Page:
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Library Ebook Pricing and Controlled Digital Lending

What publishers charge libraries for ebooks to provide to patrons is out of control. Publishers will only lease ebooks to libraries through a middleman for a certain period of time (a year or two) and/or a certain number of patron checkouts (after the maximum number of checkouts is reached the library cannot circ the ebook anymore). The following are quotes from an NPR article.

The Internet Archive has countered this with controlled digital lending.

So from the perspective of a borrower, this doesn't really change very much from your e-book borrowing experience. But behind the scenes, it's very different. The Internet Archive doesn't pay to license the e-books in its Open Library project. Instead, the Internet Archive acquires a print copy of the book, and it then makes a digital version available to borrow one at a time. And this model is called controlled digital lending.

You have one physical copy of it. Then you loan out one digital copy, and the physical copy is sequestered. It's not made available for other people to come and get it.

Publishers sued the Internet Archive.

But the publishers sued the archive for copyright infringement, saying the website is copying and distributing books without compensating the people who created that work - the publishers and the authors.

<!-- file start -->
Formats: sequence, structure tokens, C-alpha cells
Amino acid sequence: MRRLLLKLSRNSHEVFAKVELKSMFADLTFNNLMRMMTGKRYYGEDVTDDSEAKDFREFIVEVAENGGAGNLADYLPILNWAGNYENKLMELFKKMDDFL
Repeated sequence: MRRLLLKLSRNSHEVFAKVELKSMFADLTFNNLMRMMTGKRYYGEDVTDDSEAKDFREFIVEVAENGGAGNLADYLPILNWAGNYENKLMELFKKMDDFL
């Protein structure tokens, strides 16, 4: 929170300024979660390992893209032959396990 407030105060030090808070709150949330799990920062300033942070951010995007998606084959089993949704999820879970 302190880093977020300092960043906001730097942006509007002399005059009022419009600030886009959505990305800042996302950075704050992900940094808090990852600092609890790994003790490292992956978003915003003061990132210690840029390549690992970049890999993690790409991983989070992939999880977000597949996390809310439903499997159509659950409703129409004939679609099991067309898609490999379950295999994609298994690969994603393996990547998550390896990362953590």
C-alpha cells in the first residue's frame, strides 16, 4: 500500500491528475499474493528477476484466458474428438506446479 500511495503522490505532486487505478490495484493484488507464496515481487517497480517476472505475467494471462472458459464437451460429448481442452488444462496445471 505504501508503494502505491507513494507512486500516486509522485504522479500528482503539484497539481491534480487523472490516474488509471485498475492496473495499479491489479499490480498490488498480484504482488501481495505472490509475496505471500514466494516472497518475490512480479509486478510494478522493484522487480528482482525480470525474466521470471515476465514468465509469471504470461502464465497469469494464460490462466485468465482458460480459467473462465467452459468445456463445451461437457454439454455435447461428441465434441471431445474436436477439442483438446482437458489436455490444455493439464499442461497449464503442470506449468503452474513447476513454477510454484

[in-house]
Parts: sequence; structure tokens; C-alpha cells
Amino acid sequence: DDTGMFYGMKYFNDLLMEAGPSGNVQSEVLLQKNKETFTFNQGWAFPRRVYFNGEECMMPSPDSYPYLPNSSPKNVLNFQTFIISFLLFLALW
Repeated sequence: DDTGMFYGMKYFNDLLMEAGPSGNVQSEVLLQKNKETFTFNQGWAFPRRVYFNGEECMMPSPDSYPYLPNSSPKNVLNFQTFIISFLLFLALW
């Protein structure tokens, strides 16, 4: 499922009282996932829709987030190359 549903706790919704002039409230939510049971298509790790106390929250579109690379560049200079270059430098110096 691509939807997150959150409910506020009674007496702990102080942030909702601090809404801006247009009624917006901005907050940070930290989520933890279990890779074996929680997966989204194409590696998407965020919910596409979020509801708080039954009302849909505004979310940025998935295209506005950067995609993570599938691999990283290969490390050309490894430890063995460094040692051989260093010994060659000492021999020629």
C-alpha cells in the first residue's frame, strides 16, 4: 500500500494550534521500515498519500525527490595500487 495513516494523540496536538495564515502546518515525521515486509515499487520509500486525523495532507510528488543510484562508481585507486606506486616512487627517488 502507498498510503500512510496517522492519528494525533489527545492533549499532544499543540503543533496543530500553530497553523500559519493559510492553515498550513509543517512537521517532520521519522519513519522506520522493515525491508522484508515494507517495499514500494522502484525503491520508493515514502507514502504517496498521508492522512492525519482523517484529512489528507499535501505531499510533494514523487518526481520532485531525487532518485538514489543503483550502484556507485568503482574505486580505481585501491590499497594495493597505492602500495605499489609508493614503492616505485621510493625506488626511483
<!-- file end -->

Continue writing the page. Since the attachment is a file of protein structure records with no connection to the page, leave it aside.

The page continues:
We reached out to the Association of American Publishers. Their general counsel, Terrence Hart, said the Internet Archive is committing systematic theft.

Publishers don't like controlled digital lending. At all.

Part of the tension is for a publisher - they're looking at it and saying, now this thing is digitized, and we're not getting anything for that because you now are just using it and circulating it, but we haven't gotten any money for that. And then our response is, but there was money exchanged when we first bought the physical thing. We did pay for it.

But the publishers say, all right, well, you paid for the print book, but it is still illegal under copyright law to reproduce it, to distribute it or change it into a new format by digitizing it. And the publishers entirely reject the idea of controlled digital lending.

The Internet Archive lawsuit is currently ongoing.

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